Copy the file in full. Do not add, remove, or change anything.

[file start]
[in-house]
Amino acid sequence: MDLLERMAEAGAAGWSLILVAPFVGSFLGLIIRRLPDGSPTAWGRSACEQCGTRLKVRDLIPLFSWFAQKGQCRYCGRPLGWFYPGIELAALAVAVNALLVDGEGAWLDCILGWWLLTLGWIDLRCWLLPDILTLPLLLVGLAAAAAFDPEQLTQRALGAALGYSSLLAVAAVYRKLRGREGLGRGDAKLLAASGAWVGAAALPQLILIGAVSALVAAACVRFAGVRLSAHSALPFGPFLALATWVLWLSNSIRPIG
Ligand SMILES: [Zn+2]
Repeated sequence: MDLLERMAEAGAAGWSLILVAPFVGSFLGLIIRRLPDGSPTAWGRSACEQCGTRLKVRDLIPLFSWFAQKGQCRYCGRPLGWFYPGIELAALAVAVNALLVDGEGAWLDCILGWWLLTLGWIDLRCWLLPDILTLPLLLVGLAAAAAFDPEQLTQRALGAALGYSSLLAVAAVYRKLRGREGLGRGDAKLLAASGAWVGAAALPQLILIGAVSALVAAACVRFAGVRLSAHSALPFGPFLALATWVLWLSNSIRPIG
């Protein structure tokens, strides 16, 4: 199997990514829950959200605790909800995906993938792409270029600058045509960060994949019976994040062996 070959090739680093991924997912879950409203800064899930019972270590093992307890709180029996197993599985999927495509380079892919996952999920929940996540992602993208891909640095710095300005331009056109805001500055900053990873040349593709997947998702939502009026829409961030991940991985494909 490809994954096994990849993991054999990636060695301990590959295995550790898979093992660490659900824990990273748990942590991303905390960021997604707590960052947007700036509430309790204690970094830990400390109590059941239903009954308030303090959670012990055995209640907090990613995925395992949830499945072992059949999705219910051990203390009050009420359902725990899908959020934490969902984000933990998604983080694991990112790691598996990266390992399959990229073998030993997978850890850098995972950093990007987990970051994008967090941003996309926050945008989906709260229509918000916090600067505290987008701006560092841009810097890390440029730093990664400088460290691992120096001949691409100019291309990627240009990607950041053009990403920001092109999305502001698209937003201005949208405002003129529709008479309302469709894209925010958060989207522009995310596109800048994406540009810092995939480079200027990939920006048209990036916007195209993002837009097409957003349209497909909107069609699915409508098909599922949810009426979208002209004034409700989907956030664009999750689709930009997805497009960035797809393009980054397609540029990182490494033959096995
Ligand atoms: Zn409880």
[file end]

[in-house]
Amino acid sequence: MDLLERMAEAGAAGWSLILVAPFVGSFLGLIIRRLPDGSPTAWGRSACEQCGTRLKVRDLIPLFSWFAQKGQCRYCGRPLGWFYPGIELAALAVAVNALLVDGEGAWLDCILGWWLLTLGWIDLRCWLLPDILTLPLLLVGLAAAAAFDPEQLTQRALGAALGYSSLLAVAAVYRKLRGREGLGRGDAKLLAASGAWVGAAALPQLILIGAVSALVAAACVRFAGVRLSAHSALPFGPFLALATWVLWLSNSIRPIG
Ligand SMILES: [Zn+2]
Repeated sequence: MDLLERMAEAGAAGWSLILVAPFVGSFLGLIIRRLPDGSPTAWGRSACEQCGTRLKVRDLIPLFSWFAQKGQCRYCGRPLGWFYPGIELAALAVAVNALLVDGEGAWLDCILGWWLLTLGWIDLRCWLLPDILTLPLLLVGLAAAAAFDPEQLTQRALGAALGYSSLLAVAAVYRKLRGREGLGRGDAKLLAASGAWVGAAALPQLILIGAVSALVAAACVRFAGVRLSAHSALPFGPFLALATWVLWLSNSIRPIG
């Protein structure tokens, strides 16, 4: 199997990514829950959200605790909800995906993938792409270029600058045509960060994949019976994040062996 070959090739680093991924997912879950409203800064899930019972270590093992307890709180029996197993599985999927495509380079892919996952999920929940996540992602993208891909640095710095300005331009056109805001500055900053990873040349593709997947998702939502009026829409961030991940991985494909 490809994954096994990849993991054999990636060695301990590959295995550790898979093992660490659900824990990273748990942590991303905390960021997604707590960052947007700036509430309790204690970094830990400390109590059941239903009954308030303090959670012990055995209640907090990613995925395992949830499945072992059949999705219910051990203390009050009420359902725990899908959020934490969902984000933990998604983080694991990112790691598996990266390992399959990229073998030993997978850890850098995972950093990007987990970051994008967090941003996309926050945008989906709260229509918000916090600067505290987008701006560092841009810097890390440029730093990664400088460290691992120096001949691409100019291309990627240009990607950041053009990403920001092109999305502001698209937003201005949208405002003129529709008479309302469709894209925010958060989207522009995310596109800048994406540009810092995939480079200027990939920006048209990036916007195209993002837009097409957003349209497909909107069609699915409508098909599922949810009426979208002209004034409700989907956030664009999750689709930009997805497009960035797809393009980054397609540029990182490494033959096995
Ligand atoms: Zn409880």